Thursday, December 09, 2004

More patents related to hydrogen economy...

from a press release:

US 6,672,077 and US 6,748,748 are the first patents to be issued from the Nanomix' hydrogen storage portfolio, which also includes several additional pending applications. The patent describes the low temperature storage of hydrogen using novel nanostructured materials including light elements, so as to permit non-chemically-bound low-pressure storage of hydrogen. Typically hydrogen is stored at 20 K, Nanomix technology makes storage possible at temperatures greater than the liquefaction temperature of nitrogen, 77 K. This innovation has the potential to make hydrogen storage much more cost effective and has been successfully prototyped by Nanomix. The system employs a combination of thermal insulation and a cold enclosure for the storage and controlled distribution of hydrogen as a high-energy fuel. This setup largely avoids the storage life limitations, energy penalties, and/or weight penalties associated with other technologies for liquid hydrogen storage as well as high-pressure gas-phase hydrogen storage.

The first claim of the '077 patent recites:

1. A hydrogen storage nanostructure, comprising:

a nanostructured storage material, comprising

at least one light element, wherein the at least one light element is selected from the group consisting of Be, B, N, P, and S, wherein

the nanostructured storage material is adapted to adsorb hydrogen by physisorption.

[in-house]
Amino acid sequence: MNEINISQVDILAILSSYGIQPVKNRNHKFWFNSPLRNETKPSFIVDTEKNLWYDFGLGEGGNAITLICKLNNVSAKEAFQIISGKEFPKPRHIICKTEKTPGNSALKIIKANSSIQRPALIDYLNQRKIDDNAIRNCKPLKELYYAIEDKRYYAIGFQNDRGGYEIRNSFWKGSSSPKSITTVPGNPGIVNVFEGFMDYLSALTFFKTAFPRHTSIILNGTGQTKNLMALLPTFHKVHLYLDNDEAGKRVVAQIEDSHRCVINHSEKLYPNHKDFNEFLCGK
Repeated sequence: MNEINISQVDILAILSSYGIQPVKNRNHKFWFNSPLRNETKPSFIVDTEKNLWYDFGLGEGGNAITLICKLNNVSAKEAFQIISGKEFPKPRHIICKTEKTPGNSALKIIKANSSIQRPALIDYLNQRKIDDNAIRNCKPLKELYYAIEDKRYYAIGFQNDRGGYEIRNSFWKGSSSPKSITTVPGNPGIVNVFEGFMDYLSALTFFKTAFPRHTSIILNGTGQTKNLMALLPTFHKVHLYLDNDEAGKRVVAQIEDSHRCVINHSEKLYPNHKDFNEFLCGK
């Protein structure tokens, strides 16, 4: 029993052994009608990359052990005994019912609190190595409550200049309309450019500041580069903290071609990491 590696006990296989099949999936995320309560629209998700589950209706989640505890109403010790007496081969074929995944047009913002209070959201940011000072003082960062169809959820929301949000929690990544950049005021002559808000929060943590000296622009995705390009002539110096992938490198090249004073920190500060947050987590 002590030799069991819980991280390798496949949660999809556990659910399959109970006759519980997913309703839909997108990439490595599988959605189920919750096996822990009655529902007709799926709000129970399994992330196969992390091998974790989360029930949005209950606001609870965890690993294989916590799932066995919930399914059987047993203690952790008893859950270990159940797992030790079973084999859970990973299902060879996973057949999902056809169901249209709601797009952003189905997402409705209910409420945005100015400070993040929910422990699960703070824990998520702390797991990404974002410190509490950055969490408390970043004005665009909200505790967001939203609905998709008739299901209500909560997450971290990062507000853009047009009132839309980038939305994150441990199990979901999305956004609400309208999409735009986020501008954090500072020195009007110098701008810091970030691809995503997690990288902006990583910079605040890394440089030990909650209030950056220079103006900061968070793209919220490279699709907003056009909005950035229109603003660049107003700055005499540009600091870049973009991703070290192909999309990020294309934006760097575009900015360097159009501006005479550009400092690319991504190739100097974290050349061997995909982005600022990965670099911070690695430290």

The patent cites several publications on fullerene compounds which sorb hydrogen:

K. Murata et al., "Pore Structure Of Single-wall Carbon Nanohorn Aggregates", Chemical Physics Letters vol. 331, (Nov. 24, 2000), pp. 14-20.
Y. Ye et al., "Hydrogen Adsorption And Phase Transitions In Fullerite", Applied Physics Letters vol. 77, No. 14, (Oct. 2, 2000), pp. 2171-2173.
Chambers et al., "Hydrogen Storage in Graphite Nanofibers," The Journal of Physical Chemistry B., vol. 102, No. 22, May 28, 1998, pp. 4253-4256.
Dillon et al., "Storage of hydrogen in single-walled carbon nanotubes," Letters to Nature, vol. 386, Mar. 27, 1997, pp. 377-379.
Poirier et al., "Hydrogen adsorption in carbon nanostructures," International Journal of Hydrogen Energy 26, 2001, pp. 831-835.

which in turn are related to early publications on the sorption of hydrogen by lamellar graphite/alkali metal compounds.

The '077 patent cites to 5,653,951 of Nelly Rodriguez and R.T.K. (Terry) Baker.


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